How it all Began
Once upon a time——-there was a boy who wanted to go sailing.
His grandfather, a sailing man from way back; who had owned and sailed Trading Ketch (like the May Queen) on the Derwent and Huon, lived with them and told stories of the great sailing days. He taught the boy knots and how to splice and took him to meetings of the shiplovers’ society.
But there were problems. His father was away at World War 2 and existing sailing dinghies were expensive heavy plank boats requiring shipwright skills to build them, were heavy and had no flotation chambers; a serious defect in an era where buoyancy vests were filled with cork, heavy, cumbersome, imported and expensive.
In February 1948 the Port Melbourne Yacht Club, as a promotion, flew three Sandridge Sharpies to Tasmania to compete in the Royal Hobart Regatta. These were glued plywood boats with flotation chambers and a crew of three. Fast, safe, exciting boats that could be cheaply built and were ideal for teenagers. Before the start of the first race one boat was deliberately capsized to demonstrate how quickly it could be righted and racing again.
The boy’s father, Alexander (Alec or “A.J”) Steven a skilled Cabinet Maker, now home from the war and a Woodworking Teacher at Hobart Technical School, was impressed and agreed to build him a Sandridge Sharpie. Not only that, he convinced the Education Department to build four more as Hobart Tech projects.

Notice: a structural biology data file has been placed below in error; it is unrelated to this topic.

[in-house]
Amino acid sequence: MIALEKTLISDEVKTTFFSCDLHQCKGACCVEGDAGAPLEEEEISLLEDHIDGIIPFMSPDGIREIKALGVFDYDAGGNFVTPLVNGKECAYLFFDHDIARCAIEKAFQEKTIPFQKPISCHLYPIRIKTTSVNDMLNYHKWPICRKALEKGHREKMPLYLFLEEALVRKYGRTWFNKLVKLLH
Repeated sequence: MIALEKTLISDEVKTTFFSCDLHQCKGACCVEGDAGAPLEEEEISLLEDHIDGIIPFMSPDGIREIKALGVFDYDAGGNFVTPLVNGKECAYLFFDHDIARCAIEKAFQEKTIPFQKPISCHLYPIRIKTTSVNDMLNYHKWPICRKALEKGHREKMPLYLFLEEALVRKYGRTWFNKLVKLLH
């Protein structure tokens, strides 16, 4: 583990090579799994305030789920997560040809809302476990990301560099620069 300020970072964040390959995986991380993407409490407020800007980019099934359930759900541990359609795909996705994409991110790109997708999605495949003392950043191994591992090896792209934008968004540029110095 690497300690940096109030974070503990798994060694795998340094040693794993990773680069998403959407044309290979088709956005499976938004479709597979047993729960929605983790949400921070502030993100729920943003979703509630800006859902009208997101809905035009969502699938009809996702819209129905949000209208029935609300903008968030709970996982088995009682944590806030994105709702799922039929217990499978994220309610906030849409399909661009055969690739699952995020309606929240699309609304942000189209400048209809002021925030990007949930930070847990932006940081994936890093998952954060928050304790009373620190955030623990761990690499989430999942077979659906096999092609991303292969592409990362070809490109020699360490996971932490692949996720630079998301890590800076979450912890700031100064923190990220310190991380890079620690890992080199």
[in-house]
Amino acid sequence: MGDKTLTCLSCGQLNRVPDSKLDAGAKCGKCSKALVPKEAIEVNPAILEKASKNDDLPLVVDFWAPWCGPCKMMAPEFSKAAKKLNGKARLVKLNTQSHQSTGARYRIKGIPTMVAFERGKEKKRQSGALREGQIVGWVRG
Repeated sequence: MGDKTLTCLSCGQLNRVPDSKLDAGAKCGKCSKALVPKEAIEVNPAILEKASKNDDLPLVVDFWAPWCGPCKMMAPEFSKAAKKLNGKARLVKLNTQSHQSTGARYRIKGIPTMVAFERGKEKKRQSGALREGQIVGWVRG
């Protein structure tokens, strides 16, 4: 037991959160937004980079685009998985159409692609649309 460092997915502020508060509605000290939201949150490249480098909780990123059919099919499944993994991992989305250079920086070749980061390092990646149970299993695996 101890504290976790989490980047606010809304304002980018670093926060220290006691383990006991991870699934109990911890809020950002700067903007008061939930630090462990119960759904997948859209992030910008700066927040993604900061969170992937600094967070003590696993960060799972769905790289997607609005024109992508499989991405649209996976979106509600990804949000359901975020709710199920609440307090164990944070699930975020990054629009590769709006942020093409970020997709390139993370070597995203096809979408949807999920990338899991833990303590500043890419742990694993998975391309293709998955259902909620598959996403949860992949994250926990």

A meeting was convened for interested parties on 1st March 1948 at 501 Sandy Bay Rd to form a Dinghy Club for young people including girls. This was unusual at the time. Sixteen people attended this inaugural meeting and so the Sandy Bay Dinghy Club was formed.
Jack Patterson chaired the first meeting with Alec Stevens as Secretary (the first Life Member of the club). Others present were; Kay Watson, John Morris, D Lipscombe, H Wardrop, H Watson, L Butler, D Wardrop, D Hutchins, G Davis, T Stokes, Brian Steven, J Everet, John Swift and Dudley Shearman.
With the sailing season ending in March and Australian Rules Football dominating the winter months the first race was not held until the next spring. Brian (Barney) Steven’s Sandridge Sharpie “Aqueas” was launched (see photo) in early September with the Club operating out of a Yard on Sandy Bay Rd just behind where the DSS is today (see photo). In those days there was nothing on the beach between Battery Point and Sandy Bay Road except the Ocean baths where the present Rowing sheds are.
That was the start of today’s Sandy Bay Sailing Club
Thanks to Barney Steven, who now lives in Queensland and Bill Cooper, of Juicy Isle, who gave me Barney’s phone number.
Peter Read 16/2/14